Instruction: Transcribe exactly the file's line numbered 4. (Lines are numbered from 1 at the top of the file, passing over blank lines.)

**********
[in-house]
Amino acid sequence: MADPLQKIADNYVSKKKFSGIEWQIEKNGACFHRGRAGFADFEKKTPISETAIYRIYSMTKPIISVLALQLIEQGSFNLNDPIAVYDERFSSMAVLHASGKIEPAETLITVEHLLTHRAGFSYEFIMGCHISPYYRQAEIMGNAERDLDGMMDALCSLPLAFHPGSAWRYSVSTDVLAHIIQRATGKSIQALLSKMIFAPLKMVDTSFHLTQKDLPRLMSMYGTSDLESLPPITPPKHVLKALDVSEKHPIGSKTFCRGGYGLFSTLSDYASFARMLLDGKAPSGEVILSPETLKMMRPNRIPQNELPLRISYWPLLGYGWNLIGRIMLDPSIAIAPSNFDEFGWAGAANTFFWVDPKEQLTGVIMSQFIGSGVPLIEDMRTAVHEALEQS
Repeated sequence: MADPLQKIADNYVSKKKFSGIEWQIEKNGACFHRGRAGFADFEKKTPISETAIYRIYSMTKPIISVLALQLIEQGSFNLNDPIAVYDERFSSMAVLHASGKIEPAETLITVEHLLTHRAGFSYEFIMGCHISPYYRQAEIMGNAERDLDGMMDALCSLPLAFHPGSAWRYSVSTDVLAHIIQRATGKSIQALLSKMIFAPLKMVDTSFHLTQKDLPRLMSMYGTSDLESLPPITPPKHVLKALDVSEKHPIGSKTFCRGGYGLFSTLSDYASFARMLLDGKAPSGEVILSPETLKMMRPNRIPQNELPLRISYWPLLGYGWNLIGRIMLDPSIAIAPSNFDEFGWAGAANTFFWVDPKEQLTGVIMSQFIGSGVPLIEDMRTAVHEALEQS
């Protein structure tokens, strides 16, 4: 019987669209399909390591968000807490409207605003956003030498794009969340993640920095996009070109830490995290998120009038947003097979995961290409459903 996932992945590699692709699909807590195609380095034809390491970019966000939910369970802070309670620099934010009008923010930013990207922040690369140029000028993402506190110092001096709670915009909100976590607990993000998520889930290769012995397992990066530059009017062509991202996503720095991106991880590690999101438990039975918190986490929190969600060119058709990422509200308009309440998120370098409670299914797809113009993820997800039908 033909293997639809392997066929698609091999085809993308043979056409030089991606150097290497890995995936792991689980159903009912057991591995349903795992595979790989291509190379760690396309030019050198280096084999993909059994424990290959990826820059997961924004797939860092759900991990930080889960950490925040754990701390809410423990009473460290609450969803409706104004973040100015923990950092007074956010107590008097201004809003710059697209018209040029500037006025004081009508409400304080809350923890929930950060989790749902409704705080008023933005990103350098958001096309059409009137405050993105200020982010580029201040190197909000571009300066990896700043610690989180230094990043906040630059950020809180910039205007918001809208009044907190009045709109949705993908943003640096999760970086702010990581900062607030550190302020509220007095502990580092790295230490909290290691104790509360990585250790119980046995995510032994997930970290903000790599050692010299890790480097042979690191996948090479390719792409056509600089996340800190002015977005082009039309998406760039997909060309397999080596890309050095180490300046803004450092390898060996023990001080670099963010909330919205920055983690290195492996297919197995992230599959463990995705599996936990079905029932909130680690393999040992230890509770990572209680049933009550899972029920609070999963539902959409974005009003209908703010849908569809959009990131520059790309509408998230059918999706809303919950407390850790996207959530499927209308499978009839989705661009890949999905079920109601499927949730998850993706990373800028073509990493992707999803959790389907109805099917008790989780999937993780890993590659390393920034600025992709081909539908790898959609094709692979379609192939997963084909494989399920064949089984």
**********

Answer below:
């Protein structure tokens, strides 16, 4: 019987669209399909390591968000807490409207605003956003030498794009969340993640920095996009070109830490995290998120009038947003097979995961290409459903 996932992945590699692709699909807590195609380095034809390491970019966000939910369970802070309670620099934010009008923010930013990207922040690369140029000028993402506190110092001096709670915009909100976590607990993000998520889930290769012995397992990066530059009017062509991202996503720095991106991880590690999101438990039975918190986490929190969600060119058709990422509200308009309440998120370098409670299914797809113009993820997800039908 033909293997639809392997066929698609091999085809993308043979056409030089991606150097290497890995995936792991689980159903009912057991591995349903795992595979790989291509190379760690396309030019050198280096084999993909059994424990290959990826820059997961924004797939860092759900991990930080889960950490925040754990701390809410423990009473460290609450969803409706104004973040100015923990950092007074956010107590008097201004809003710059697209018209040029500037006025004081009508409400304080809350923890929930950060989790749902409704705080008023933005990103350098958001096309059409009137405050993105200020982010580029201040190197909000571009300066990896700043610690989180230094990043906040630059950020809180910039205007918001809208009044907190009045709109949705993908943003640096999760970086702010990581900062607030550190302020509220007095502990580092790295230490909290290691104790509360990585250790119980046995995510032994997930970290903000790599050692010299890790480097042979690191996948090479390719792409056509600089996340800190002015977005082009039309998406760039997909060309397999080596890309050095180490300046803004450092390898060996023990001080670099963010909330919205920055983690290195492996297919197995992230599959463990995705599996936990079905029932909130680690393999040992230890509770990572209680049933009550899972029920609070999963539902959409974005009003209908703010849908569809959009990131520059790309509408998230059918999706809303919950407390850790996207959530499927209308499978009839989705661009890949999905079920109601499927949730998850993706990373800028073509990493992707999803959790389907109805099917008790989780999937993780890993590659390393920034600025992709081909539908790898959609094709692979379609192939997963084909494989399920064949089984």